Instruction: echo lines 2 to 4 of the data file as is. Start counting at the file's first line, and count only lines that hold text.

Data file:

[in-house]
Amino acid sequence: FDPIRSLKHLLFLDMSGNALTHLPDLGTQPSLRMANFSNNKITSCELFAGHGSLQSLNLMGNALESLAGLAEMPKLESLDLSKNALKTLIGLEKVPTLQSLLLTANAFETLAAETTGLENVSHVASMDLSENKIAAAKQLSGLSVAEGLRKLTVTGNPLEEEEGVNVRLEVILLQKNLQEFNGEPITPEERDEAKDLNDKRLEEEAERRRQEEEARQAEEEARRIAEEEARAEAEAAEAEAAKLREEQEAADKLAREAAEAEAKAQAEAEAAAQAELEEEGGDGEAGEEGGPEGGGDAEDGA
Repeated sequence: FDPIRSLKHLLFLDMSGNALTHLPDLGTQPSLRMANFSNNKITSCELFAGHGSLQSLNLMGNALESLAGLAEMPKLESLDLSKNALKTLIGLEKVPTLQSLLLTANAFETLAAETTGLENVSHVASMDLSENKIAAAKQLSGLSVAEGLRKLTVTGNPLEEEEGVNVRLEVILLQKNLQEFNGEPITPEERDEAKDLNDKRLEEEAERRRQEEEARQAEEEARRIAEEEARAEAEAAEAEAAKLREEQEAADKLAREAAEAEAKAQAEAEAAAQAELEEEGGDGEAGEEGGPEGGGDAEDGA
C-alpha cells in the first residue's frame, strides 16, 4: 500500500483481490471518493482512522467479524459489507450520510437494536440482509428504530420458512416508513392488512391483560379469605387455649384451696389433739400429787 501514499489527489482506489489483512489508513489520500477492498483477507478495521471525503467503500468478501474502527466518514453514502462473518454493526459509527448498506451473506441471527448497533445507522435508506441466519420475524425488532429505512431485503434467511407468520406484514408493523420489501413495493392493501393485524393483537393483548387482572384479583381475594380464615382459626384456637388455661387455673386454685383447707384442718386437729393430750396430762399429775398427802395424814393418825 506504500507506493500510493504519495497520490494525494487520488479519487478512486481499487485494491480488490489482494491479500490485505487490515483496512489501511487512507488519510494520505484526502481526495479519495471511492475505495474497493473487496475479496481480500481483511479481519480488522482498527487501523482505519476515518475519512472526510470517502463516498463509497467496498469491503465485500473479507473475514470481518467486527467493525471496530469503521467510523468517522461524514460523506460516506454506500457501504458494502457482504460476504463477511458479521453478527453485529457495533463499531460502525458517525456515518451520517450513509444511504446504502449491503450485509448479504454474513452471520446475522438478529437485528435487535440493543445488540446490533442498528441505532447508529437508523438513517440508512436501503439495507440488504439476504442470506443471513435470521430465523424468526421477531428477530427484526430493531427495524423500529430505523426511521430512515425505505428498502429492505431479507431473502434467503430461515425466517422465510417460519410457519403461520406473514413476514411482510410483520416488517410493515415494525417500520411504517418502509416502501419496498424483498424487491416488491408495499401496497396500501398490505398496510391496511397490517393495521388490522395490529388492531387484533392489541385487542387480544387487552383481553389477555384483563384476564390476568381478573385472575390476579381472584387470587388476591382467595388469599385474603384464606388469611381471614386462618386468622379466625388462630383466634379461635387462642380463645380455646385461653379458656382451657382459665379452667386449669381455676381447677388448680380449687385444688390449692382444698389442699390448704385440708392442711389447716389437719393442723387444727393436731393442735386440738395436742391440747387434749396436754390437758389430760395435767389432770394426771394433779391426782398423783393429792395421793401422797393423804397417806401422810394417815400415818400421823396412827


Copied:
Amino acid sequence: FDPIRSLKHLLFLDMSGNALTHLPDLGTQPSLRMANFSNNKITSCELFAGHGSLQSLNLMGNALESLAGLAEMPKLESLDLSKNALKTLIGLEKVPTLQSLLLTANAFETLAAETTGLENVSHVASMDLSENKIAAAKQLSGLSVAEGLRKLTVTGNPLEEEEGVNVRLEVILLQKNLQEFNGEPITPEERDEAKDLNDKRLEEEAERRRQEEEARQAEEEARRIAEEEARAEAEAAEAEAAKLREEQEAADKLAREAAEAEAKAQAEAEAAAQAELEEEGGDGEAGEEGGPEGGGDAEDGA
Repeated sequence: FDPIRSLKHLLFLDMSGNALTHLPDLGTQPSLRMANFSNNKITSCELFAGHGSLQSLNLMGNALESLAGLAEMPKLESLDLSKNALKTLIGLEKVPTLQSLLLTANAFETLAAETTGLENVSHVASMDLSENKIAAAKQLSGLSVAEGLRKLTVTGNPLEEEEGVNVRLEVILLQKNLQEFNGEPITPEERDEAKDLNDKRLEEEAERRRQEEEARQAEEEARRIAEEEARAEAEAAEAEAAKLREEQEAADKLAREAAEAEAKAQAEAEAAAQAELEEEGGDGEAGEEGGPEGGGDAEDGA
C-alpha cells in the first residue's frame, strides 16, 4: 500500500483481490471518493482512522467479524459489507450520510437494536440482509428504530420458512416508513392488512391483560379469605387455649384451696389433739400429787 501514499489527489482506489489483512489508513489520500477492498483477507478495521471525503467503500468478501474502527466518514453514502462473518454493526459509527448498506451473506441471527448497533445507522435508506441466519420475524425488532429505512431485503434467511407468520406484514408493523420489501413495493392493501393485524393483537393483548387482572384479583381475594380464615382459626384456637388455661387455673386454685383447707384442718386437729393430750396430762399429775398427802395424814393418825 506504500507506493500510493504519495497520490494525494487520488479519487478512486481499487485494491480488490489482494491479500490485505487490515483496512489501511487512507488519510494520505484526502481526495479519495471511492475505495474497493473487496475479496481480500481483511479481519480488522482498527487501523482505519476515518475519512472526510470517502463516498463509497467496498469491503465485500473479507473475514470481518467486527467493525471496530469503521467510523468517522461524514460523506460516506454506500457501504458494502457482504460476504463477511458479521453478527453485529457495533463499531460502525458517525456515518451520517450513509444511504446504502449491503450485509448479504454474513452471520446475522438478529437485528435487535440493543445488540446490533442498528441505532447508529437508523438513517440508512436501503439495507440488504439476504442470506443471513435470521430465523424468526421477531428477530427484526430493531427495524423500529430505523426511521430512515425505505428498502429492505431479507431473502434467503430461515425466517422465510417460519410457519403461520406473514413476514411482510410483520416488517410493515415494525417500520411504517418502509416502501419496498424483498424487491416488491408495499401496497396500501398490505398496510391496511397490517393495521388490522395490529388492531387484533392489541385487542387480544387487552383481553389477555384483563384476564390476568381478573385472575390476579381472584387470587388476591382467595388469599385474603384464606388469611381471614386462618386468622379466625388462630383466634379461635387462642380463645380455646385461653379458656382451657382459665379452667386449669381455676381447677388448680380449687385444688390449692382444698389442699390448704385440708392442711389447716389437719393442723387444727393436731393442735386440738395436742391440747387434749396436754390437758389430760395435767389432770394426771394433779391426782398423783393429792395421793401422797393423804397417806401422810394417815400415818400421823396412827